When Good Models Do Bad Things

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1 min read
People working on a trading room

A lawsuit in London could set precedents for how to allocate responsibility when algorithms make poor predictions.

What’s happening: Samathur Li Kin-kan, a Hong Kong real-estate heir, sued high-profile hedge fund manager Raffaele Costa for $23 million for allegedly overstating the capabilities of an AI-driven trading platform. It’s the first known legal action over a financial loss caused by a predictive algorithm, according to Bloomberg.

Behind the news: Li in late 2017 invested $2.5 billion with Costa’s trading firm. Costa, who also goes by the name of Captain Magic, used a computer called K1 to recommend trades. Developed by Austrian software house 42.cx, the K1 system performed real-time sentiment analysis on news and social media to predict stock prices. Then it sent instructions to a broker to execute trades. Following a series of mishaps, the system lost $20.5 million in a single day in February 2018. Costa, in a countersuit for $3 million in unpaid fees, says he didn't guarantee a return on investment. Li's case is scheduled to go to trial in April 2020.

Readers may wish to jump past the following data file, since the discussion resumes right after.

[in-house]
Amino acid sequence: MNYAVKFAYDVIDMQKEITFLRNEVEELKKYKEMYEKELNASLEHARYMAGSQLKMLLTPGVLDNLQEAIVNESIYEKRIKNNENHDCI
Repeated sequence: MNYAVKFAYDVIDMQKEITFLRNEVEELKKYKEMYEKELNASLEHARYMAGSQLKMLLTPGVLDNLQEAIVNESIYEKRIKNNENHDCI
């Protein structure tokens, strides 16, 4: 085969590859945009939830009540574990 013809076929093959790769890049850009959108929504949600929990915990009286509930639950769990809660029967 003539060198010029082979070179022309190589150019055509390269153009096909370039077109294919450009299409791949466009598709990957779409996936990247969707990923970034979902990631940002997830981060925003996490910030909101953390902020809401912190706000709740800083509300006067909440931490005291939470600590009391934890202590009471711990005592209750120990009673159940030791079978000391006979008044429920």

Why it matters: The question of who’s at fault when people act on erroneous predictions made by AI becomes more pressing as the technology finds its way into industries from healthcare to manufacturing. Reports of autonomous vehicle crashes and bias in law-enforcement software have made headlines, and such cases likely will become more common—and more contentious—in the future.

What they’re saying: “I think we did a pretty decent job. I know I can detect sentiment. I’m not a trader.” — 42.cx founder Daniel Mattes, quoted by Bloomberg.

Smart take: The outcome is bound to influence subsequent lawsuits involving AI — but it’s just the first step on a long, long road to establishing the legal status of AI.


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